My short autobiography will give readers a general idea of what it is that I do and how I got started, but I also need to credit my wife, Ann Perrigo. When I was working for my teachable major, I remember sitting in the library desperately trying to finish A Bridge to Terabithia by Katherine Paterson before class. I sat in the library just sobbing as I finished. That book inspired my new life goal: to be on the Newbery committee. When I got home, I told my library director beloved esposa that I wanted to be on the Newbery committee. “What do I have to do?” She told me that I needed to join ALA. So I joined in 1999 and waited two whole weeks and asked Ann why no one had called me yet. Ann informed that I also had to join the division that sponsored the award, ALSC. A few days later when I went to join the division, the 59 billion divisions and acronyms in the ALA world surprised me. I wasn’t quite sure what division I needed to join, so I joined both YALSA and ALSC. That is how I got started with ALA and reviewing and, eventually, with my committee work (but I still haven’t been on the Newbery committee yet).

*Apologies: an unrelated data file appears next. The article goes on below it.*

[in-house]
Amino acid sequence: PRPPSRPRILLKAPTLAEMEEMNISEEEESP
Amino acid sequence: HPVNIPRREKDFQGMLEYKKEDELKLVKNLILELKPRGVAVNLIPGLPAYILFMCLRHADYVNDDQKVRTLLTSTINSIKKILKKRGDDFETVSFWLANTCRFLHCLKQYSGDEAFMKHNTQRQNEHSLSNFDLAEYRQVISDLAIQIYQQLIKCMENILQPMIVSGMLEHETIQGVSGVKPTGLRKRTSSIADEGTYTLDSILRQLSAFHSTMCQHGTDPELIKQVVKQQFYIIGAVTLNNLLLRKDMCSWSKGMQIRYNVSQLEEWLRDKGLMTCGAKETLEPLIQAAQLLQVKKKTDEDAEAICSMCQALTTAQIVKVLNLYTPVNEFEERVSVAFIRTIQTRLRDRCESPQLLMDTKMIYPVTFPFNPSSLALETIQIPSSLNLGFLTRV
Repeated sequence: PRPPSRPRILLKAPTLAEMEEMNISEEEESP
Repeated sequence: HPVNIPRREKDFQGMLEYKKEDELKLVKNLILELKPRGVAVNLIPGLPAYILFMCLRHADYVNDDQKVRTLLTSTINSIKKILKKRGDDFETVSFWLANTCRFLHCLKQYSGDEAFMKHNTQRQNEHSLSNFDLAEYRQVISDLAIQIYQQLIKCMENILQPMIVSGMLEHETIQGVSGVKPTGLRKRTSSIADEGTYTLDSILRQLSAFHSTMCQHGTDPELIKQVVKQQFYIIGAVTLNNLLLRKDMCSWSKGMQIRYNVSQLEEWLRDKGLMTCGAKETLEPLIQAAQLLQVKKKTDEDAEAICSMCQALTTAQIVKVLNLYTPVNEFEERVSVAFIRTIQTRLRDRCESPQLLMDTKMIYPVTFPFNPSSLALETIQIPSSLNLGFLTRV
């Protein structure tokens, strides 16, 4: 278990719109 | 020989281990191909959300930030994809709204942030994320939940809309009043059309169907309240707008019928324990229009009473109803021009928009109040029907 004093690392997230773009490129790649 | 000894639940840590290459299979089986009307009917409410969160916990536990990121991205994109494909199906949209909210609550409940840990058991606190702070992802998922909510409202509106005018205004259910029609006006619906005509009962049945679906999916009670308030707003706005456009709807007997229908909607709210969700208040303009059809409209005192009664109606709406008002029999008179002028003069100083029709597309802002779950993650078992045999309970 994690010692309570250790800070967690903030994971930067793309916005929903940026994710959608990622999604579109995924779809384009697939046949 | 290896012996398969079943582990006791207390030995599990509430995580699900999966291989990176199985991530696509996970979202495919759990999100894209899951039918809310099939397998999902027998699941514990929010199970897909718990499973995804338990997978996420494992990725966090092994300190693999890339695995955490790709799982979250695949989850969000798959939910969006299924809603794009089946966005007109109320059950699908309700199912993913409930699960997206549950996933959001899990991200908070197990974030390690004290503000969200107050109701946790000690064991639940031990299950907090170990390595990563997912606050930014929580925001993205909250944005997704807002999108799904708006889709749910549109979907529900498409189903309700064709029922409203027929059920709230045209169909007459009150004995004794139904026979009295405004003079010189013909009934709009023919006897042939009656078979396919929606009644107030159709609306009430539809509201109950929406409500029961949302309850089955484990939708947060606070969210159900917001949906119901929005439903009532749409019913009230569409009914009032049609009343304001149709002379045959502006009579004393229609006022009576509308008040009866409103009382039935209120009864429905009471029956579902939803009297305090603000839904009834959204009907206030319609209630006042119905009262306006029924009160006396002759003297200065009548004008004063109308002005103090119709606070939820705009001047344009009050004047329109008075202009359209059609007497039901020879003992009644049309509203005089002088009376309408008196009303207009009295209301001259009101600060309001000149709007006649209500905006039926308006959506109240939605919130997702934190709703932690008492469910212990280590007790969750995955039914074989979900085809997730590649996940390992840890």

TXS&S: What has been one of the biggest surprises since becoming an educator and reviewer?
The biggest surprise is that I have become very good friends with people who share very different ideas about what distinguishes excellent literature for children and young adults. The youth book world is mostly filled with exceptionally smart and wickedly funny folks who share a passion for raising another generation of readers. I am blessed to be a part of this community. Even after all these years, I am still very surprised by the abundance of kindness and concern within the library world, regardless of whether or not we agree on the merits of any specific book.
TXS&S: You've volunteered on many different committees--what have those experiences been like?